Category Archives: Aviation Law

Scientists Return to Court to Explain Roundup Cancer Link

Share This Item April 6, 2018 – San Francisco, California – Dr. Beate Ritz and Dr. Christopher Portier, two experts testifying on behalf of the plaintiffs in the Monsanto Roundup litigation, were called back to court this week to defend their assessments that Roundup causes non-Hodgkin lymphoma (NHL). U.S. District Court Judge Vince Chhabria asked both scientists to return to San Francisco to provide further testimony weeks after they and other scientists testified on the alleged link between Roundup and NHL in what is formally known as a Daubert hearing, an evaluation to determine the admissibility of testimony from expert witnesses. During the week of March 5, 2018, the legal teams for the plaintiffs and for Monsanto presented their experts to educate the court on the science behind both sides of the Roundup cancer connection, in what was dubbed ‘Science Week’. Judge Chhabria, who….. To continue reading this legal news please click Read full information...

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Using the Southwest Accident to Help Improve Safety

Some details on the Southwest 1380 accident that may be useful to a PMA company's own investigation and safety management undertaking. Continue reading →.. To continue reading this legal news please click Read full information...

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What Happened to the Engine on Southwest Airlines Flight 1380?

After an initial review of the left engine of the Southwest Airlines aircraft that made an emergency landing yesterday in Philadelphia, the NTSB discovered that one of the 24 fan blades on the engine broke off in flight and caused the catastrophic uncontained failure. Looking at the picture below, one can see that a fan blade is in fact missing and that it broke off near the root, or attachment point.  The missing blade is right in front of the elbow of the gentleman pictured. The engine involved was a model CFM 56-7B, which is the exclusive engine used on 737 aircraft. CFM International was the manufacturer and is a 50/50 joint company between General Electric USA and Safran Aircraft Engines of France. According to FAA records, the engine and aircraft both appear to have been manufactured in 2000. The CFM 56 series engines are turbo fan engines. Turbo fan engines generate thrust partly like a propeller driven engine and partly like a true jet engine. The fan in front,….. To continue reading this legal news please click Read full information...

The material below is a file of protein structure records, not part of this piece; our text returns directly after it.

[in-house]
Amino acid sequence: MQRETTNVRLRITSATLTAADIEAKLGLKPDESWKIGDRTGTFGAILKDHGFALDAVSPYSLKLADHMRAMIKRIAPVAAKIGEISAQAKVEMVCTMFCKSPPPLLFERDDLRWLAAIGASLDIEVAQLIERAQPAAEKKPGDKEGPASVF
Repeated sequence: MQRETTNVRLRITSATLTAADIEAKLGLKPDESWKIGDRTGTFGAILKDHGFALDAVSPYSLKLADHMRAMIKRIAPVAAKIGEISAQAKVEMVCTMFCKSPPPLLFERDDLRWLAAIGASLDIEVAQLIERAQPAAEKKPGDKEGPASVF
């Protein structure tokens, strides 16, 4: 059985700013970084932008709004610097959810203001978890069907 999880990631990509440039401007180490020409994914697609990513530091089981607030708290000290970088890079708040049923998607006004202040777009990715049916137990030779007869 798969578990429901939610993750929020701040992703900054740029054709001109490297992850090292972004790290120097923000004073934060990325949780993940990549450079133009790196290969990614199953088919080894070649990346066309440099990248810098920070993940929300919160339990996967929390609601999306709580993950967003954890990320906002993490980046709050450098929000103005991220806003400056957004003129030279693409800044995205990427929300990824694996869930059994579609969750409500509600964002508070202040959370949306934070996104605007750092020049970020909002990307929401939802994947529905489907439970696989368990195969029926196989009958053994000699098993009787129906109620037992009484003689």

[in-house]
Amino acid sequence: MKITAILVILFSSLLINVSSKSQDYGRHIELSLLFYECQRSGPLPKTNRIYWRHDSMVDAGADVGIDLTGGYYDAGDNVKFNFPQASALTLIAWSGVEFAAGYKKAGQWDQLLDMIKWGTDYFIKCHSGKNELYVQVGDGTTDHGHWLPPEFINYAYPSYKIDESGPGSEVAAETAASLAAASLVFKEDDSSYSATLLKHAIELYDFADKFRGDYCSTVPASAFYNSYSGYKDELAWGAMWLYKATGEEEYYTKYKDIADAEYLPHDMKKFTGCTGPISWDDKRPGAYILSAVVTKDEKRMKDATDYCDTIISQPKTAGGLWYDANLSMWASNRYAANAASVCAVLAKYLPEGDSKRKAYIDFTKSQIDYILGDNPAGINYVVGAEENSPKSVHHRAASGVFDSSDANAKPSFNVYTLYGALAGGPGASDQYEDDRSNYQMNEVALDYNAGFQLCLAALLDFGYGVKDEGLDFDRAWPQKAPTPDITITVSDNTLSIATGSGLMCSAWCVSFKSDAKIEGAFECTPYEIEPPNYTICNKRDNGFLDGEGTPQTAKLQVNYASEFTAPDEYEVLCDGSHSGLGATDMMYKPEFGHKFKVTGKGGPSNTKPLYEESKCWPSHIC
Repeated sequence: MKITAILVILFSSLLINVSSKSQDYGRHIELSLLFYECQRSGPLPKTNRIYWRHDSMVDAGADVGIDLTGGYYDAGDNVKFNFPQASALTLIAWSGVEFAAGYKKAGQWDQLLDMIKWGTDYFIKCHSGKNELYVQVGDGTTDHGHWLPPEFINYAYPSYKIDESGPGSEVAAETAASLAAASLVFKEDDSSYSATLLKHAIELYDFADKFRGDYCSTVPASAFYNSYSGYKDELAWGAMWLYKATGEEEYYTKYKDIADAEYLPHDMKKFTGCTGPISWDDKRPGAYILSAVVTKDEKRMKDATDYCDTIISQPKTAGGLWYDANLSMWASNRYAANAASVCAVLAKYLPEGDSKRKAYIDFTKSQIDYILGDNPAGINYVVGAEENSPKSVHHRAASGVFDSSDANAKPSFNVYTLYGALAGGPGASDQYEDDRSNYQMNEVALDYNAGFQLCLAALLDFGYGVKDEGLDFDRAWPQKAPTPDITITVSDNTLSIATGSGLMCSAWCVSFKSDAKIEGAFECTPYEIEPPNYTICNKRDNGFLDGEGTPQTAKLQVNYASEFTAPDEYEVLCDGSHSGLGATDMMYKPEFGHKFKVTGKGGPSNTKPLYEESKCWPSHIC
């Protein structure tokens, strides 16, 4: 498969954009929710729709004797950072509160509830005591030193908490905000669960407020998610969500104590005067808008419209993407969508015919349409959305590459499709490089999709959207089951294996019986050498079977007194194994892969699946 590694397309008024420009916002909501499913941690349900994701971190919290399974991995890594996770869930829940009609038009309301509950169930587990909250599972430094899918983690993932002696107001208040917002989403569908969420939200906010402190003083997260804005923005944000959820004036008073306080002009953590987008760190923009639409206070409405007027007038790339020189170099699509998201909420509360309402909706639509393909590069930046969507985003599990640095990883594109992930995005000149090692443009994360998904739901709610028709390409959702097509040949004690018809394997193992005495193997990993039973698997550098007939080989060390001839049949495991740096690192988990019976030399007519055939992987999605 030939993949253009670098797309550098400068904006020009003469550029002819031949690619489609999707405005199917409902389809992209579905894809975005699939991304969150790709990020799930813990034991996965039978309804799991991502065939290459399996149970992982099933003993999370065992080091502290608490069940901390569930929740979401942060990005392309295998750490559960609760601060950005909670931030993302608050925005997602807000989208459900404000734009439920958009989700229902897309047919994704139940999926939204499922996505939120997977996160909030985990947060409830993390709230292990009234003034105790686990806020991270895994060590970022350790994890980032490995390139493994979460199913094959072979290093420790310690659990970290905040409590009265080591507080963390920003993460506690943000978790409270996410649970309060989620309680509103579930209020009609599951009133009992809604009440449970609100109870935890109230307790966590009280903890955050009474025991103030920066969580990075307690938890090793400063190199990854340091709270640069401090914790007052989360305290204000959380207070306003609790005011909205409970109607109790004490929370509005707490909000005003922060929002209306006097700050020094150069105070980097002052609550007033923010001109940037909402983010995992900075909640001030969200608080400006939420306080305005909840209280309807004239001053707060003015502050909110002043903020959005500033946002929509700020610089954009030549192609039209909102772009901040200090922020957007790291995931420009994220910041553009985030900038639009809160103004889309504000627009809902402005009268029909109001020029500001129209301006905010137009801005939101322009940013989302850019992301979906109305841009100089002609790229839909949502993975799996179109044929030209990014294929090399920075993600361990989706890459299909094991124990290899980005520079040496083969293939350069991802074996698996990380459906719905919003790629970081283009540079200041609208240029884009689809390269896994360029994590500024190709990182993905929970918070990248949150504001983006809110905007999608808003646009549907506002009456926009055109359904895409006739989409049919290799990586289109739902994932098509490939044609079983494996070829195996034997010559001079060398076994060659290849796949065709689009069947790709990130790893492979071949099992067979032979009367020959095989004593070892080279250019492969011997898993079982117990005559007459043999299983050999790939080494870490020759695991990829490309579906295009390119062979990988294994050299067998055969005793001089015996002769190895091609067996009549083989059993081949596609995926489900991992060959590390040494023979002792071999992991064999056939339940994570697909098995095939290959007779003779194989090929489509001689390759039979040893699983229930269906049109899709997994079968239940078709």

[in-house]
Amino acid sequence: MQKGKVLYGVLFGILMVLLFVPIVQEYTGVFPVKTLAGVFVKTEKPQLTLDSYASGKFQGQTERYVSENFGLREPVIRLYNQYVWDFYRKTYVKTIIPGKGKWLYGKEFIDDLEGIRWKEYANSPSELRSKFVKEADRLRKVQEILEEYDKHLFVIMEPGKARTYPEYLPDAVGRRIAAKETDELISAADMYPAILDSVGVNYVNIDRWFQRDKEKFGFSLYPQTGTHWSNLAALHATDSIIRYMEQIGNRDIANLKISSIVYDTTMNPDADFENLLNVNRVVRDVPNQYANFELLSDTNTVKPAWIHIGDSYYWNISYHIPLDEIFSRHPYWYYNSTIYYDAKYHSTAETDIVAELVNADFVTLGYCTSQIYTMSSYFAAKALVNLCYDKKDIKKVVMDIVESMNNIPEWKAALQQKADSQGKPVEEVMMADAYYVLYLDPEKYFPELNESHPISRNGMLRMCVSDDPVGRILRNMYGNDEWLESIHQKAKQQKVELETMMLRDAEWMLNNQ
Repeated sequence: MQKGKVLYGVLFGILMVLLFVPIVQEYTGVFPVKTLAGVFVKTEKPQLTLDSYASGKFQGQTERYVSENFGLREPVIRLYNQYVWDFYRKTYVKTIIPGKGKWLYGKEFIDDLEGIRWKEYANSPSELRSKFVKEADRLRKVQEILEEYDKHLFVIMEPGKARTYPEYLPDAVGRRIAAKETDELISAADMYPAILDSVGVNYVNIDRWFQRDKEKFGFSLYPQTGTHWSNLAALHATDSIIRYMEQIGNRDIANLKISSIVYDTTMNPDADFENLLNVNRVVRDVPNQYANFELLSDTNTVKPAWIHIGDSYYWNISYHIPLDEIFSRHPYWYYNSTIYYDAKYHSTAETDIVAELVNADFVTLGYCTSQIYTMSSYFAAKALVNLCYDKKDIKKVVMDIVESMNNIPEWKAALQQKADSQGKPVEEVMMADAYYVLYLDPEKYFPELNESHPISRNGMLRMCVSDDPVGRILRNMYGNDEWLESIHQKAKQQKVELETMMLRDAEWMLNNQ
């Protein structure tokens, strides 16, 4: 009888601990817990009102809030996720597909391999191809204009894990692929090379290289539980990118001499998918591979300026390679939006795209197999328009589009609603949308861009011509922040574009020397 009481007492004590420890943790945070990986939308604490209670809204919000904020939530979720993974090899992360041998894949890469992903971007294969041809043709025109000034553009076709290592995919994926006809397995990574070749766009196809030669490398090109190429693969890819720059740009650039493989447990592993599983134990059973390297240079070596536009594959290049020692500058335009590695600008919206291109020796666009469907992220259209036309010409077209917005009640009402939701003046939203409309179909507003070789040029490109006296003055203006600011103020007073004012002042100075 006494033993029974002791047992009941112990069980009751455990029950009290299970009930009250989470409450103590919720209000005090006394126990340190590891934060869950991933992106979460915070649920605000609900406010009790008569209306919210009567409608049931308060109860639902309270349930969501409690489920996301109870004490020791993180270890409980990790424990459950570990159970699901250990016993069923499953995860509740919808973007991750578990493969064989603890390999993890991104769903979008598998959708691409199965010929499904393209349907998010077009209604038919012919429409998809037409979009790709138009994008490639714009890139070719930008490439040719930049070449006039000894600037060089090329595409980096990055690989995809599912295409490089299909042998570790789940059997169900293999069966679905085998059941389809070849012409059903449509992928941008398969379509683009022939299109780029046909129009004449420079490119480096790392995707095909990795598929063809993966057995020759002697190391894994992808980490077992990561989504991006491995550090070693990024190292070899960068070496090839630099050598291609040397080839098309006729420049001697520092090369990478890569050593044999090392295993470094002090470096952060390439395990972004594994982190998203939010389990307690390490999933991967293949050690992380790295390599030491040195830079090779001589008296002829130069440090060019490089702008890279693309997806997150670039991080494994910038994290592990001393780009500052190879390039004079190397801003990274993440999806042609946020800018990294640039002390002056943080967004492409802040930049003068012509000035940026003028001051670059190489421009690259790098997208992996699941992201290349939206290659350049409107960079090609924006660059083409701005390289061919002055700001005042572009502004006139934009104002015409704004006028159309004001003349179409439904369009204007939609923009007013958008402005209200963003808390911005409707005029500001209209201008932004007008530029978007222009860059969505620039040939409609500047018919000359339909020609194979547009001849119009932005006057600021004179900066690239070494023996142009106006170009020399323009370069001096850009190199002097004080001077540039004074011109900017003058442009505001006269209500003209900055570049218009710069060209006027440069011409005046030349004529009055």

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Government Preparing to Intercept Drones

The Trump administration is introducing legislation that would allow the Department of Homeland Security and the Department of Justice to intercept drones that pose a threat “to the safety or security of a covered facility or asset.”  The legislation is necessary because intercepting a drone would involve interfering with electronic communications in violation of the Electronic Communications Privacy Act (18 U.S.C. § 2510 et seq.).  However, the scope of the proposed legislation appears to be very broad, giving the government wide discretion in identifying a threat, leading to privacy and even First Amendment concerns. The goal of the legislation is pretty straightforward.  As drones become cheaper and easier to obtain, the potential for someone to use one in a dangerous manner only increases.  To safeguard potential targets, whether it be infrastructure or individuals, federal law enforcement need a way to combat a potential threat. ….. To continue reading this legal news please click Read full information...

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Southwest Airlines Flight Makes Emergency Landing After Engine Explodes

Southwest Airlines Flight 1380 made an emergency landing in Philadelphia today after the aircraft’s left engine apparently exploded while en route from New York’s La Guardia Airport to Dallas Love Field. The plane landed safely, but apparently one passenger was seriously injured. As this incident just happened, it is too soon to know what caused the engine to fail so violently. It is also too soon to know how the passenger was injured. If the engine exploded, however, there is a real possibility that the passenger was struck by flying debris that entered the cabin. The aircraft involved was a737-700 model, which is used widely by Southwest Airlines and other carriers. And, like most newer commercial aircraft, the 737 has historically been a safe platform. Nonetheless, another Southwest Airlines flight had to make an emergency landing in Salt Lake City in February after one of its engines caught fire. Whether these incidents have any correlation to one another and….. To continue reading this legal news please click Read full information...

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